“There is excitement in the air as the Paul Robeson Mahalia Jackson Gospel Choir spreads the good news through music during their Fall Concert,” said Shirley Robinson, director of the PRMJ Gospel Choir. “I am delighted to work with such a fun and passionate group that consist of students, faculty and staff who are enthusiastic about singing and don’t mind sharing their talents. We will be singing songs from the fun family weekend and some Christmas/Holiday songs. We hope that you will come share in this special evening.”
Tuesday November 1, 2016 was our 2nd session of “Conversation with the Cops”, a co-sponsor program we do with Multicultural, to try and open dialog between students and local law enforcement. This was our last one for this semester, Our next one is February 7, 2017 in the Rhododendron room. For this past session we concentrated on “Women Rights”, but we talk about whatever the students want to discuss. We also had a student moderator for the first time by the name of Kenah Lyons who did a awesome job. Below are pictures from the event.
Potomac State Students come to play CrossOver Pickup Basketball Wednesday November 9th at 4PM at the Student Rec Center Wednesday November 9, 2017 Potomac State Students will come to our WVU campus for a friendly game of pickup basketball. Since we will be hosting the event we will allow the Potomac State students to play every other game, unless they win and the winner always is a automatic advancement for the next game, but we will still have a signup sheet for all WVU student, staff or faculty that want to play that day.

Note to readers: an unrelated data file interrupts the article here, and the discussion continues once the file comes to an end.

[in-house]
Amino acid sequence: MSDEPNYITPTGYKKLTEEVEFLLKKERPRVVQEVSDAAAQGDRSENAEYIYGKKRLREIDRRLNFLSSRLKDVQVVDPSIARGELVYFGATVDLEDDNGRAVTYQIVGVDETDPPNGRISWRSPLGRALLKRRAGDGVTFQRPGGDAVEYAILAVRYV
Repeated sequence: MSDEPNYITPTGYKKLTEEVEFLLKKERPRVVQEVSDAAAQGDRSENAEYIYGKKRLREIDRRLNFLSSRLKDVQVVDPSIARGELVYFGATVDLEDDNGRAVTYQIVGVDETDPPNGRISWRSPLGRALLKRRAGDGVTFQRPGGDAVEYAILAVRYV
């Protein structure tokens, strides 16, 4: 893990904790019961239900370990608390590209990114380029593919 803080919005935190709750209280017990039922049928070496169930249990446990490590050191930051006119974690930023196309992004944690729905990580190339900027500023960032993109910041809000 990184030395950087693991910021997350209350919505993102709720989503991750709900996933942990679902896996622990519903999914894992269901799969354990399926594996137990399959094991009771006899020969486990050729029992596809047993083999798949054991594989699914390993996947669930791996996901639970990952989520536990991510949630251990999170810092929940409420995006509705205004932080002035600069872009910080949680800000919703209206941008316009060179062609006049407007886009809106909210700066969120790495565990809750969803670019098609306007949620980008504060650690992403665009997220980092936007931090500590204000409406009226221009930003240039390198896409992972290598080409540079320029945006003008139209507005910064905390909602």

This is our 3rd collaborate event between the 2 campuses, which were coordinated by Jason Ottley for Potomac State, and Eric Jordan for WVU. _“The games have been amazing, and fun, and a great way for each campus to get to know each other” _say’s Eric Jordan. Here is a highlight from a dunk contest we had at our last collaborative event at Potomac State last month.
When: Wednesday November 9, 2017 Time: 4pm-6pm Where: Student Rec Center
*The WVU McNair Scholars Program is taking applications for the 2017 Paid Summer Research Internship. * Students who are: 1. First-generation college students who demonstrate a financial need OR students from groups that are under-represented in higher education, i.e., African American, Hispanic, Native American, or Native Hawaiian/U.S. Pacific Islander 2. Currently a full-time sophomore, junior or senior not graduating in May 2017 who have a CGPA of 3.0 or higher 3. Interested in learning about research and pursuing a Ph.D or Ed.D. 4. Highly motivated and self-disciplined 5. U.S. citizens or permanent residents may download application from via http://mcnair.wvu.edu. Email mcnair.wvu.edu or call 304-293-4316 for questions. Application deadline is January 15, 2017.
Conversations with Cops Forum will discuss students’ legal rights and introduce law enforcement agencies Mountainlair Commons Area, WVU, 6-8PM, November 1, 2016: “Conversations with Cops” is an ongoing multicultural program series that seeks to foster positive communication between Morgantown law enforcement and the cultural communities that create WVU. The theme of the upcoming program will be, “Womens’ legal rights and Women in Law Enforcement”. The discussion will lead with the introduction of law enforcement agencies, discussion of womens’ roles in law enforcement, and a discussion of womens rights, and then open the floor for a question-and-answer session.
This is an open forum for students to communicate freely and openly with local law enforcement agencies about any subject. Representatives will be present from the Morgantown Police Department, the WVU University Police, the WV State Police, the Monongalia County Sheriff’s Office, the U.S. Attorney’s Office, and WVU’s Equity Assurance Title IX Office. The event will be moderated by Kenah Lyons, WVU NABJ.